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Social Security Disability Blog

News and Information Relevant to Your Legal Issues ()

Update: The Social Security Administration has been taking small steps towards normalization. At present, only telephone and video hearings are available and many employees are still working from home. The Administration has indicated that it is moving towards more in-person hearings, but no timetable has been provided. The Courts in Ohio and elsewhere are on a similar track, although many have incorporated, and are now reliant on, video services such as Zoom and Microsoft Teams to allow for remote hearings. This has proven to be more efficient with less waiting and travel time for the litigants and counsel. Depositions and mediations are more frequently being More...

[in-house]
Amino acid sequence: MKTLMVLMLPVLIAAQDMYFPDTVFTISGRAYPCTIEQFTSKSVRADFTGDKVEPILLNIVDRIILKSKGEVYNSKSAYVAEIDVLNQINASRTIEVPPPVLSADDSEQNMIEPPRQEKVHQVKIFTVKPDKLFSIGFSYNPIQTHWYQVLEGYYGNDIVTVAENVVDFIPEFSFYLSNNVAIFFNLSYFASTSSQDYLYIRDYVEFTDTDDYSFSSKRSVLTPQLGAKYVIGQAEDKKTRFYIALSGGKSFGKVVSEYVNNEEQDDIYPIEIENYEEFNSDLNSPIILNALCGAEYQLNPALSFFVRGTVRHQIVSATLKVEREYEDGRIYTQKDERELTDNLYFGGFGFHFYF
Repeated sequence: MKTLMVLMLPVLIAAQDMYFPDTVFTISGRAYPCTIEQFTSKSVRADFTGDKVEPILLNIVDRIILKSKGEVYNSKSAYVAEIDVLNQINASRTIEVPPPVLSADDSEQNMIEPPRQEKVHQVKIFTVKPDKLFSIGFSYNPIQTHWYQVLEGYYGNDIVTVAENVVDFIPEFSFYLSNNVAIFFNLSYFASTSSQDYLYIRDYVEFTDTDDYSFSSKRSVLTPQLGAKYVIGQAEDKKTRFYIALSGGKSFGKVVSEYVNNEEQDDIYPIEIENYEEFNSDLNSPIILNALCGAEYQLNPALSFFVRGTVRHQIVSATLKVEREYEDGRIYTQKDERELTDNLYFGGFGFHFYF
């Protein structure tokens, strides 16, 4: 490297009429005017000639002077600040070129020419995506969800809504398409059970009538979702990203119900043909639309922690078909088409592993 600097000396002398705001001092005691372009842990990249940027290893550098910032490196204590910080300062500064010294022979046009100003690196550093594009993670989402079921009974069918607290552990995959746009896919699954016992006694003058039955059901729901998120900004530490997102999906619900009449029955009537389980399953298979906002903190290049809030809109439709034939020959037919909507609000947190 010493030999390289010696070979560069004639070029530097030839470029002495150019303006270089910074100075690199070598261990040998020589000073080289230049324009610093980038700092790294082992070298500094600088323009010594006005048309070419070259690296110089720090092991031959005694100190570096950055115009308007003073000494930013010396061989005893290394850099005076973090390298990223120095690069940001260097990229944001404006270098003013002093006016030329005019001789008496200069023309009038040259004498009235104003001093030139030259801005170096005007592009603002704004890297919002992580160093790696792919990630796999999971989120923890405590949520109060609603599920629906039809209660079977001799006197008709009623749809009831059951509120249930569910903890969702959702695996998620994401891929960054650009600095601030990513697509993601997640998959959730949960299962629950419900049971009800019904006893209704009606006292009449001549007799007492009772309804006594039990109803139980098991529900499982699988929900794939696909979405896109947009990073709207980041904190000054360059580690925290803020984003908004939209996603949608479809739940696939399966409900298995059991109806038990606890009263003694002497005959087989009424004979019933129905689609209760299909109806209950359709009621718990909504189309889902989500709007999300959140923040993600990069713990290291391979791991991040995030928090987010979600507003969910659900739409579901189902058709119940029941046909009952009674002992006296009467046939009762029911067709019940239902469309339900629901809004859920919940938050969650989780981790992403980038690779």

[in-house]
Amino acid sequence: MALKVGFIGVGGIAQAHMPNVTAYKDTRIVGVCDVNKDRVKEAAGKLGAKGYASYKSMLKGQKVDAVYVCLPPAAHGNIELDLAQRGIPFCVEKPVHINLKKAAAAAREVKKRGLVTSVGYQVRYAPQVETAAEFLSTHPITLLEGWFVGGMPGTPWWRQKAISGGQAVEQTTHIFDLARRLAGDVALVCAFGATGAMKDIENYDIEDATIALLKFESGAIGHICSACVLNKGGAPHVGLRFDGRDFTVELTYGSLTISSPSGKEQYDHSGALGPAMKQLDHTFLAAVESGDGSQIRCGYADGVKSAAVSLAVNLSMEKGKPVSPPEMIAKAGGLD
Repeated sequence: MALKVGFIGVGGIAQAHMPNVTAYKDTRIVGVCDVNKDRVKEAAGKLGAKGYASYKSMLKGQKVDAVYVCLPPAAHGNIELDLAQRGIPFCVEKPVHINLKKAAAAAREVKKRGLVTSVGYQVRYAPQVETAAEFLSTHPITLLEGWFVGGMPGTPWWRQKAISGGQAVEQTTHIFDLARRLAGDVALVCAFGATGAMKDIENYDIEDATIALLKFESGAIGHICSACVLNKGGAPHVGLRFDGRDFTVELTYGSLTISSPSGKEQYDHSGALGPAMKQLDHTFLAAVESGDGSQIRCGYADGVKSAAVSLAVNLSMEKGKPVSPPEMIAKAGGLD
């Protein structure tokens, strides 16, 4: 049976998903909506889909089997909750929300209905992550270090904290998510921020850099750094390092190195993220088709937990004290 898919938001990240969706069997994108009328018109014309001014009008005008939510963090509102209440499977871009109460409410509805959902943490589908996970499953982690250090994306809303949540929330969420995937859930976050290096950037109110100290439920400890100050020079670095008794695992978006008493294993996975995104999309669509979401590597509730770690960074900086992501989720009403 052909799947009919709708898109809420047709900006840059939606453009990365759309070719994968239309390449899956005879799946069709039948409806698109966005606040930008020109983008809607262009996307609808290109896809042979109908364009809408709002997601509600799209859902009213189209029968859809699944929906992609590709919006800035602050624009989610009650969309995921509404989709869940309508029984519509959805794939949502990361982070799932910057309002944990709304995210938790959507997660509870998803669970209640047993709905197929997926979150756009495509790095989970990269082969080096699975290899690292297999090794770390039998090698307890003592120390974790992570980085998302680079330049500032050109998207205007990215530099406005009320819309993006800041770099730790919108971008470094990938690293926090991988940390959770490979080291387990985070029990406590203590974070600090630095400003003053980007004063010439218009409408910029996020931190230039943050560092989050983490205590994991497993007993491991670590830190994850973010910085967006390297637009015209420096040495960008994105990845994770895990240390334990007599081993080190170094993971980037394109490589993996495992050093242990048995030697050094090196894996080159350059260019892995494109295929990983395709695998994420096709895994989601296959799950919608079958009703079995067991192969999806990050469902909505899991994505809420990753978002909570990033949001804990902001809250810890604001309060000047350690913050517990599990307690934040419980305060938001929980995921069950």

FOCUS: Activities of Daily Living Analysis ()

The effect of a disability on one’s normal activities is an element of damages in most litigation cases. It has vital importance in disability cases. At Social Security hearings, you will typically be asked about your typical at-home activities. This inquiry is a constant in Social Security law, and is needed by a Judge to determine the client’s baseline level of activity at home, to see how that translates to potential work activities. The inquiry often is intrusive, with questions directed to whether the claimant goes grocery shopping, does yardwork or household cleaning, travels or exercises. A portion of a judge’s decision is usually directed More...

When You Should Hire a Social Security Disability Attorney ()